The Georgia Republican Unscathed by Walker’s Defeat

Republicans, still reeling from Herschel’s loss in Georgia, continue to assign blame. But one man seems to be above reproach: Governor. Brian P. Kemp.

After a series of provocative 2018 campaign ads, the Republican governor of the state was once branded an unhinged far right disruptor. He has now emerged as one of his party’s most savvier political operator following Tuesday’s Senate election.

On Nov. 8, Mr. Kemp was re-elected by an eight-point margin. This is a remarkable turnaround for a politician who went through the process of being booed at his May primary events to defeating Stacey Abrams, a national Democratic star. He was able to delicately balance providing support for Mr. Walker while not being hurt by his defeat, proving Mr. Kemp’s remarkable political instincts, both Republicans within and outside of the state stated.

In the face of Donald J. Trump’s mercurial opposition, he has survived and even thrived. After initially earning Mr. Trump’s endorsement, Mr. Kemp became Mr. Trump’s political enemy and overcame a primary challenge Mr. Trump had created. Trump abruptly switched gears just before the Georgia general election and encouraged his supporters to vote for Kemp.


He has created a model for Republicans by showing them how to use Trump’s attacks to build an independent political brand, not lose support from his loyal base. His ability to navigate the crosscurrents of the Republican Party, as well as an election performance in which he outperformed Mr. Trump in key suburban swing districts, have raised his national profile. This has fueled speculation about his future plans and a possible run for president in 2024.

Stephen Lawson, a Georgia-based Republican strategist and who managed a pro-Walker super PAC, stated that Brian Kemp’s ceiling is very high right now. He will have a tremendous platform going forward, regardless of whether it’s the U.S. Senate within four years, whether that’s potentially looking into ’24 stuff, or just being a really great governor and a voice to your party.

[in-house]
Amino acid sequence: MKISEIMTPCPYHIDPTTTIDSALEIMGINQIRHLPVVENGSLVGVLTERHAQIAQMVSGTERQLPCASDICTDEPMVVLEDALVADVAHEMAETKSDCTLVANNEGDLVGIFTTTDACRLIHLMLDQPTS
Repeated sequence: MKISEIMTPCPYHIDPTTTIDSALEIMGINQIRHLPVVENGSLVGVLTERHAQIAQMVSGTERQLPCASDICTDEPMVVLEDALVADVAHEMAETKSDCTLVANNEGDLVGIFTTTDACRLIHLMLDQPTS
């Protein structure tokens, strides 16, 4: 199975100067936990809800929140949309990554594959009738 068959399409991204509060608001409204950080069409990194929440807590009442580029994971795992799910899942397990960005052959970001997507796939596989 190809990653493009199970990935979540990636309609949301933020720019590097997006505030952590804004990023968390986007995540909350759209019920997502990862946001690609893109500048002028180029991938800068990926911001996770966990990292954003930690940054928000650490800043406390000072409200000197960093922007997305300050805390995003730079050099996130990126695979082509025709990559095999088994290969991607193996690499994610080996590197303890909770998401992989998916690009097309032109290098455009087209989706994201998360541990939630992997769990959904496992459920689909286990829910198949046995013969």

He is a former Athens homebuilder. His two-decade long political career has been built on luck, skill, and occasionally provocations. In one 2018 TV commercial, he pointed his shotgun at an actor who was playing a suitor for one of his daughters. He has a slow Southern drawl and speaks slowly. As a graduate of the University of Georgia he is the fan-in chief of its football team. Mr. Walker was instrumental in leading them to the 1980 national championship.

Democratic critics of the governor claim that Kemp’s loyalty to far-right orthodoxy has caused harm to the state. He signed a 2019 restrictive abortion law, which effectively bans the procedure following six weeks of pregnancy. He also refused to expand Medicaid under Affordable Care Act. This decision has led to the state losing billions of dollars in federal funding for health care.

Even his critics admit to his ability to present himself as a witty Georgian and make his case in small rural communities handshake to handshake. He built relationships with many local shot-callers in Georgia’s 159 county sheriffs and tax assessors during his eight years as secretary of state. These ties probably helped him to evade Mr. Trump’s attacks on him among local Republican officials after the 2020 election.